UAE, DUBAI - Finance
CEO, RAK National Insurance
Andrew Smith graduated from the Institute of Islamic Banking while concurrently working on his Master’s of Science in Development and Performance Management at the University of Leicester. He has worked for publicly listed multinational companies and privately owned businesses in over 30 years of professional experience.
In terms of what we have achieved this year, there are clearly a couple of highlights; we were selected as one of the seven participating insurers for Dubai’s mandatory health insurance scheme, which is a significant achievement for us as an organization. Another milestone going into 2015 was the planned majority share acquisition by National Bank of Ras Al Khaimah (RAK Bank). The UAE is a highly competitive market with over 60 insurers. Having a partner like RAK Bank will add value to RAK Insurance, increasing distribution capability and affording us the opportunity to move into new markets and offer new products. The third milestone this year has been to introduce a new online distribution channel; clients will be able to go online and buy a range of insurance products and obtain valuable service offerings. On top of that we have been going through a transitional period as an organization. We set a new strategy for the company in 2013, which runs through to 2017.
As a company, we are a composite insurer, which means that we sell both life/medical and general insurance products to both corporate and retail clients. Moving into 2015 and beyond, we will be looking to expand our footprint in the retail sector. In that respect, our product range will become more focused, specific to each and every need of the client, with an eye on simplifying the structure and pricing of the products. We are also making it easier for clients to shop for products.
The initial focus has been on adopting a multi-channel approach to distribution. We are working closely with brokers, looking at bancassurance, corporate, retail, and e-commerce, as well as building for the first time, our own direct sales force. We are beginning a multi-channel approach to distribution, repackaging or restructuring our product offerings, and making it easier for a client not only to buy the product, but for them to understand what they are buying. We went through a complete transformation in terms of our brand in May 2013. Our brand was the starting point because we want to be seen as a different insurer, appealing to a more affluent sector of the market.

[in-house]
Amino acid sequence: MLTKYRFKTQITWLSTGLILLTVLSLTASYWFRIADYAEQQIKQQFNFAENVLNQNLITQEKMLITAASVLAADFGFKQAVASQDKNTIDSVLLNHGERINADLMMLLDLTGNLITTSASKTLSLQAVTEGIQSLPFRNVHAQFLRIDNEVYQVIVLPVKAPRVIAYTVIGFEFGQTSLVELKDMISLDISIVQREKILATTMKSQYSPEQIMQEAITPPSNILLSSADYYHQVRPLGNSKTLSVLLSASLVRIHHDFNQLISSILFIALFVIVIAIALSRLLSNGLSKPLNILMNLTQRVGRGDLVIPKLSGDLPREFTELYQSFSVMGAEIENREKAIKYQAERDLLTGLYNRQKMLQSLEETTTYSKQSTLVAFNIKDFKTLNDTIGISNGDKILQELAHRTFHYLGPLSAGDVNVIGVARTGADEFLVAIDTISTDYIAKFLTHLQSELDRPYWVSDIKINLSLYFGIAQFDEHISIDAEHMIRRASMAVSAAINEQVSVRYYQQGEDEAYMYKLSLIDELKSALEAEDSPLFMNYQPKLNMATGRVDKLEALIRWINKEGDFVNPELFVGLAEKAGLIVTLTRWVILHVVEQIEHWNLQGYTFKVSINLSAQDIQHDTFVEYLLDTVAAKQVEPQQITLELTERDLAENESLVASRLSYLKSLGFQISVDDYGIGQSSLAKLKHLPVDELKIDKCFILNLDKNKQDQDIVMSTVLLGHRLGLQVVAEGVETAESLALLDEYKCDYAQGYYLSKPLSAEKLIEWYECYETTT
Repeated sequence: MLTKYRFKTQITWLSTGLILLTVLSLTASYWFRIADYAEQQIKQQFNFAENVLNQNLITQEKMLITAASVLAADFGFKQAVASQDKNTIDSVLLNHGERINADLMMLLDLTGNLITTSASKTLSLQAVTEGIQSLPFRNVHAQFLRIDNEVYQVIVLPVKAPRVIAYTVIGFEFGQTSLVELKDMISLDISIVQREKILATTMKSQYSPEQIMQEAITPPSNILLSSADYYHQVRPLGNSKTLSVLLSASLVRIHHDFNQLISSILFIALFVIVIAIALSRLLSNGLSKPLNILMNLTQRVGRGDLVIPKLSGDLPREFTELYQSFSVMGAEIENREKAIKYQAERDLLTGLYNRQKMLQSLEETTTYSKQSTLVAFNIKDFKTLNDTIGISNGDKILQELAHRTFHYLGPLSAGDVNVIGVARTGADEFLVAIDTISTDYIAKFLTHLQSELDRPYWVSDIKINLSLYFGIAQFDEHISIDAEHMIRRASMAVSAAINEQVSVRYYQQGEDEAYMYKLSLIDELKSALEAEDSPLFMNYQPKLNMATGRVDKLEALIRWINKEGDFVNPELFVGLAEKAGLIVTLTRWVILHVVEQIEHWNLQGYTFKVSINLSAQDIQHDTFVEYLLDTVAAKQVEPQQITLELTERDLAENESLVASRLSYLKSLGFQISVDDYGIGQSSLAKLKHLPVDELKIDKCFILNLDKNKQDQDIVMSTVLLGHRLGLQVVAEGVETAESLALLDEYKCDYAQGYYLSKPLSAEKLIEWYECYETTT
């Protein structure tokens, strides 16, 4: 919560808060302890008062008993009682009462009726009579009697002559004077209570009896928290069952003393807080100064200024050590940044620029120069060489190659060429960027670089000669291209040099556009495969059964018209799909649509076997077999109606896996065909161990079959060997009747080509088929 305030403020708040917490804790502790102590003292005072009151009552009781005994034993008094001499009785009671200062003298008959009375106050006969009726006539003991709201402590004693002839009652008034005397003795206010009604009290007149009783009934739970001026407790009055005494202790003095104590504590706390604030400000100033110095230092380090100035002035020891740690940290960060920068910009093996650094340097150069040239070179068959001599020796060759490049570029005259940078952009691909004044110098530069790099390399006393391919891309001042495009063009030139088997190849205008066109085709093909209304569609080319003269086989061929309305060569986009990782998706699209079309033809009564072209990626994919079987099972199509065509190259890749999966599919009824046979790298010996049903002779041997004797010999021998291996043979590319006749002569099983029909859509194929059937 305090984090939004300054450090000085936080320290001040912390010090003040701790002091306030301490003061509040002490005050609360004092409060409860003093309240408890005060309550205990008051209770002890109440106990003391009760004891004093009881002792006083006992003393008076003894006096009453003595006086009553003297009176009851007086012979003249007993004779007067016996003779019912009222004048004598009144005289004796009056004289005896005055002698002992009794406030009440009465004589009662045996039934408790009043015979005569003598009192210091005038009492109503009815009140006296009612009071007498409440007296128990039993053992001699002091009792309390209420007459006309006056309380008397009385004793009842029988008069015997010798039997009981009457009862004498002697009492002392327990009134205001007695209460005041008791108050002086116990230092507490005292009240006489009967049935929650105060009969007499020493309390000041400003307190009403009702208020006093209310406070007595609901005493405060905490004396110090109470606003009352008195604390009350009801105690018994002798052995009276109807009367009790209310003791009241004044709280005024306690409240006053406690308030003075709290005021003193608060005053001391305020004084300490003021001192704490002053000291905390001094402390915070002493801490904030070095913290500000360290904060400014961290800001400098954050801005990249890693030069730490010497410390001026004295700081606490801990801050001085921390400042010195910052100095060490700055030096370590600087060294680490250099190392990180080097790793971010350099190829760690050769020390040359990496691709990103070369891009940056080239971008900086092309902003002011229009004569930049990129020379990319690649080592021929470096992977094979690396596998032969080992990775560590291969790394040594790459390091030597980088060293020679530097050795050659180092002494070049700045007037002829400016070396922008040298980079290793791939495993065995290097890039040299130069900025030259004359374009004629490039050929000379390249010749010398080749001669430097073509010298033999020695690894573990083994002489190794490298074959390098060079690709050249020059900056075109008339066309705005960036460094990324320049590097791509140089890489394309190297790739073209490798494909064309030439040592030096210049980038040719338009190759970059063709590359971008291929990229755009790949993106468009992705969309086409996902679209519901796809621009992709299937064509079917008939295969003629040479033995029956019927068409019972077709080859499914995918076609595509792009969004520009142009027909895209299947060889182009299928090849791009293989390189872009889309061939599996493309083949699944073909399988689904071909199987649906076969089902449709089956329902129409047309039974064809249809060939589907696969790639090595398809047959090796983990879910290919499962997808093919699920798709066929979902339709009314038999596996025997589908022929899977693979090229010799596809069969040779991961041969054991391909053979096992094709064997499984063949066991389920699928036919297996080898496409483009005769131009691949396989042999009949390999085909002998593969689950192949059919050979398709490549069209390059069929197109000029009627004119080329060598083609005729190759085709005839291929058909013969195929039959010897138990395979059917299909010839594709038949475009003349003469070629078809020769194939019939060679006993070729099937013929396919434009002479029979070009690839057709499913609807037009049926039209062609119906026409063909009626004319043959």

I felt that there was a space in the market for a local company having a global perspective. We spent a lot of time, effort, resources, and money on areas like risk management, internal control, and governance. As a publicly listed company, I have obligations not only to the regulators, but to my shareholders as well. We take the best practices from the global market and embed them into a local company.
There are certainly some clients, either corporate or retail, that would find it more appealing to deal with a local company, simply because we have been here for 40 years and many of our global competitors here in the UAE have not been. We have a much better understanding of the local market, particularly when we are dealing with the local population.
As the population in Dubai continually increases, especially within the expatriate population, the need for health insurance is becoming more and more a necessity, not only from an employee’s perspective, but also from the employers’ and government’s perspective. I think the Dubai Health Authority (DHA) has done a good job in developing the initial structure and putting in place what will be a world-class healthcare offering. The DHA and the participating insurers will now learn and adjust accordingly.
Dubai and Abu Dhabi are the two driving Emirates. Infrastructure projects, especially tourism projects and all the related services that have underpinned that, are driving the business. That said, there has been a downside to that; the pricing of insurance in the corporate sector is way below where it needs to be for long-term profitability and is not sustainable at current levels. Dubai won the right to host the World Expo 2020 and this is going to provide a fresh impetus for more business opportunities in Dubai.
I believe there is continuing opportunity and optimism in the foreseeable future, but again, as I mentioned, pricing is becoming a challenge, as well as profitability for some companies. I believe regulation has a big part to play as the insurance industry moves forward and becomes more mature. Unlike Saudi Arabia, which is well regulated by the Saudi Arabian Monetary Agency, the regulator in UAE is working through a number of challenges that the sector faces. Although there is significant market opportunity, I believe the competition is very strong, while pricing is weak and there is over capacity in the market as well. Companies that want to succeed will have to deliver better quality products and better quality services, and they are going to have to become much more consumer focused than they have been in the past.
© The Business Year – December 2014
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